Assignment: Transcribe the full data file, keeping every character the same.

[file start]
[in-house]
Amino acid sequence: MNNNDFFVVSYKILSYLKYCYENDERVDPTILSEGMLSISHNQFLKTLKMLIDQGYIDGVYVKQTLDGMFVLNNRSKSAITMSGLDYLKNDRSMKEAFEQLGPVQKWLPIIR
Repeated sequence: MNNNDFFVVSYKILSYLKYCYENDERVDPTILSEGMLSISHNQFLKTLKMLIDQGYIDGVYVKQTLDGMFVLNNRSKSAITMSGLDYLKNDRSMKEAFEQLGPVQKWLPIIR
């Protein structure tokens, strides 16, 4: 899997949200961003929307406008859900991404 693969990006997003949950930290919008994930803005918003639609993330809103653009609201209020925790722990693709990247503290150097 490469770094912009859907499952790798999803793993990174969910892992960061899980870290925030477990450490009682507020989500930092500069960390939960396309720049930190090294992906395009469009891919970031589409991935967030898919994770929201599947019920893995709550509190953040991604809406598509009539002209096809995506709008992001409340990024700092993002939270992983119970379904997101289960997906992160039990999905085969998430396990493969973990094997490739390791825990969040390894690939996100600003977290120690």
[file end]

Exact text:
[in-house]
Amino acid sequence: MNNNDFFVVSYKILSYLKYCYENDERVDPTILSEGMLSISHNQFLKTLKMLIDQGYIDGVYVKQTLDGMFVLNNRSKSAITMSGLDYLKNDRSMKEAFEQLGPVQKWLPIIR
Repeated sequence: MNNNDFFVVSYKILSYLKYCYENDERVDPTILSEGMLSISHNQFLKTLKMLIDQGYIDGVYVKQTLDGMFVLNNRSKSAITMSGLDYLKNDRSMKEAFEQLGPVQKWLPIIR
């Protein structure tokens, strides 16, 4: 899997949200961003929307406008859900991404 693969990006997003949950930290919008994930803005918003639609993330809103653009609201209020925790722990693709990247503290150097 490469770094912009859907499952790798999803793993990174969910892992960061899980870290925030477990450490009682507020989500930092500069960390939960396309720049930190090294992906395009469009891919970031589409991935967030898919994770929201599947019920893995709550509190953040991604809406598509009539002209096809995506709008992001409340990024700092993002939270992983119970379904997101289960997906992160039990999905085969998430396990493969973990094997490739390791825990969040390894690939996100600003977290120690």